It’s something of a joke among many of the software developers I know to wonder aloud how anything works. We’re all very painfully aware of how hard it is to write correct code, of how hard it is to account for all the corner cases that will arise, and of how hard it is to write user interfaces (of any sort) that make good sense to the user.
And our assumptions are broken in weird ways, but we don’t even realize it. Our paradigms for computing are built on decisions made 40–50 years ago, and in many cases there is no good reason to continue doing things that way in a vacuum. But we’re not in a vacuum, and we have incredible resources built on top of those existing paradigms, and rewriting everything form scratch in a saner way with the lessons we’ve learned in the intervening years seems impossible.
All of this came home to me again this evening in one of those startlingly painful moments of realization at how ridiculous this stack of cards we’ve built really is.
I was helping a colleague, a designer who’s been learning HTML and CSS, figure out why his page wasn’t displaying properly on GitHub Pages. The site was loading, and the image assets were loading, but the style sheets weren’t. In fairly short order, I pulled up the site, noticed that the paths were to
/css/style.css, glanced at the source and noted that the actual content was at
/CSS/style.css, and said: “Oh, you just need to make the case of these match!” I explained: the URL proper (everything up through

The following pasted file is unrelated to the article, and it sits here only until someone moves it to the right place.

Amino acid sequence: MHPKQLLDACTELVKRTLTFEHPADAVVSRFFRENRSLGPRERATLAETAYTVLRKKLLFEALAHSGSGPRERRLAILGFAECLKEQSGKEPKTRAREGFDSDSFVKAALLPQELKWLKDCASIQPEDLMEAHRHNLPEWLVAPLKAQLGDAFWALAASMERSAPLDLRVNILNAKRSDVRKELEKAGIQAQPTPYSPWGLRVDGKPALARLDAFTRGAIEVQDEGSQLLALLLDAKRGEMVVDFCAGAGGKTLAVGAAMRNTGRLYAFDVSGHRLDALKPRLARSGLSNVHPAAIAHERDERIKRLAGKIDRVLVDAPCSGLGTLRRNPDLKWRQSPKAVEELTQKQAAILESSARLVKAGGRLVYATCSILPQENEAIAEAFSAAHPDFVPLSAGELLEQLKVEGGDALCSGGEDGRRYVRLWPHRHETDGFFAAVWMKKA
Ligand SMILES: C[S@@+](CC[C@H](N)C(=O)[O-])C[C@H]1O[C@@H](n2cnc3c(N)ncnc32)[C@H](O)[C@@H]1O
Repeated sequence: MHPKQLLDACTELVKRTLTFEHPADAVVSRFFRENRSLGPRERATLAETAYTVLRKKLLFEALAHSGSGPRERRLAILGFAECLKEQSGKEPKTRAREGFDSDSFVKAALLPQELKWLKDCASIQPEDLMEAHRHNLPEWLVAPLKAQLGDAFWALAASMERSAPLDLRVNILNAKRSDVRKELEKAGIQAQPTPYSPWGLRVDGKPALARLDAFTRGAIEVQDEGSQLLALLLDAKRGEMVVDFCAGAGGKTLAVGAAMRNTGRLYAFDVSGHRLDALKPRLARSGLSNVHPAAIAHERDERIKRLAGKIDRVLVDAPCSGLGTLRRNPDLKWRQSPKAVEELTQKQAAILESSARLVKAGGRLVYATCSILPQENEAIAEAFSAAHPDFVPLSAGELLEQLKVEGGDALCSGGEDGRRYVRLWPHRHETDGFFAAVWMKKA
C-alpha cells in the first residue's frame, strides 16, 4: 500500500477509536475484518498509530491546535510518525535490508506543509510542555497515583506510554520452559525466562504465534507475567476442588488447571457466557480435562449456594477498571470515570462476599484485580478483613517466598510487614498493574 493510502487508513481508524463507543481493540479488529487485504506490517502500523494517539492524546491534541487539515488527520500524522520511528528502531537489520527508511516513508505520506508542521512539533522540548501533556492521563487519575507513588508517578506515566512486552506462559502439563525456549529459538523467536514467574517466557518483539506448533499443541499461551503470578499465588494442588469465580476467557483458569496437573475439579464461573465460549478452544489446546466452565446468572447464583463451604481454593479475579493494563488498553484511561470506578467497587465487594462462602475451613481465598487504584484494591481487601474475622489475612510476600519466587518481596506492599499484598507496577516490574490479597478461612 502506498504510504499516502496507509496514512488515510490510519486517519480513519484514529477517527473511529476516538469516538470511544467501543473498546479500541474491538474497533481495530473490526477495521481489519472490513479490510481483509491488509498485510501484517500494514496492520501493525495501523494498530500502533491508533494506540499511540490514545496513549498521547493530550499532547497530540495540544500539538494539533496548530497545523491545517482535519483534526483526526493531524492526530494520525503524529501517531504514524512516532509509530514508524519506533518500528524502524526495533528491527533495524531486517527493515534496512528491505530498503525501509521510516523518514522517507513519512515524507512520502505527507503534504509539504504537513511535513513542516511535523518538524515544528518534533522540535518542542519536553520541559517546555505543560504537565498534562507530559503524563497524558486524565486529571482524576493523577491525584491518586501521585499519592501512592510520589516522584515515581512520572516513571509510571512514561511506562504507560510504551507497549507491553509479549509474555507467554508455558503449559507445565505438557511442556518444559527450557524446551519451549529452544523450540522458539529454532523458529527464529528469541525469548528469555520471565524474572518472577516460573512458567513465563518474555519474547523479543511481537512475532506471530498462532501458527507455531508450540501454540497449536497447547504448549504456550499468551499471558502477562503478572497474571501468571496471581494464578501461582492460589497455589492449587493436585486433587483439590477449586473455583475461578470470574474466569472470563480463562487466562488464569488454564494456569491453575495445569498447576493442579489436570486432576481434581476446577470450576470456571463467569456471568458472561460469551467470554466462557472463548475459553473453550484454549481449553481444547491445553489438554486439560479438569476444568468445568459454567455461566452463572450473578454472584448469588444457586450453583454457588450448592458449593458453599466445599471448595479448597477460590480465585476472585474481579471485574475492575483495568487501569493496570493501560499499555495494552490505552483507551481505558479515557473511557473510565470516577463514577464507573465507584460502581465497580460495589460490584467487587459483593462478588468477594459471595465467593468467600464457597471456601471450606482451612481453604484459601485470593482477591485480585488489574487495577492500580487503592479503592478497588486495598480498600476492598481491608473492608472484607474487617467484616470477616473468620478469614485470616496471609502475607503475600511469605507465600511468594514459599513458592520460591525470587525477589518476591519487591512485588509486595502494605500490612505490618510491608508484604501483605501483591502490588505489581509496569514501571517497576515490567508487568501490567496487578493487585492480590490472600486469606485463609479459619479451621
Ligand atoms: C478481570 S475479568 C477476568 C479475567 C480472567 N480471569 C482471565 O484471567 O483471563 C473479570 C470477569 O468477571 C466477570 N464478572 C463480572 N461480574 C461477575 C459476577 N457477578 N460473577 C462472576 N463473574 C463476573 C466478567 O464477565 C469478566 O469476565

.com or whatever domain ending) is case-insensitive, but everything after that is case-sensitive.
There are reasons for that, some historical and some having to do with the fact that you can just serve a web page directly from a server, so the paths on your file system map to the paths on the web. And if your file system is case-sensitive, then the URL has to respect that.
That is, in a word, dumb. Don’t get me wrong: again, I see the perfectly defensible technical reasons why that is so. But it’s a leaky abstraction. And when you look closely at them, nearly all of our abstractions leak, and badly.
The pain of that moment was realizing, that like so many other things in tech, this particular thing is still broken for two reasons:
- It’s too hard or too painful to change it. (That’s a big one here; the web has a pretty firm commitment to absolute backwards compatibility forever, modulo a few things like killing Flash.)
- We get used to it, and just come to accept the ten thousand papercuts as normal, and eventually even forget about them until something comes up again and forces us to see them. Usually in the form of someone learning for the first time.
We can’t necessarily do a lot about (1). We don’t have infinite time or money, and reinventing everything really is impossible. We can do wacky experiments, and iterate toward better solutions that can gradually replace what was there originally.
But (2) is the bigger one. We need to stop accepting the papercuts as just part of how things are—and especially, stop seeing our acclimation to them as a badge of honor to be earned—and start treating them as rough edges that ought to be sanded off over time wherever possible. Notice the things that trip up new learners, and if you can, get rid of them. If you can’t get rid of them, make note so that you are sure to cover it when you’re helping someone in the future. And explain the whys for those little edge cases: even worse than not knowing them, in some ways, is knowing them but not understanding them—having a bag of little tricks you can use but never being able to progress because you can’t see how they fit together.
Making our tech better starts, in many ways, with recognizing the problems we have. It requires us not to accept (much less embrace or revel in) the status quo, and always to push ourselves to do better. So iterate like made to get away from (1) and to fix (2).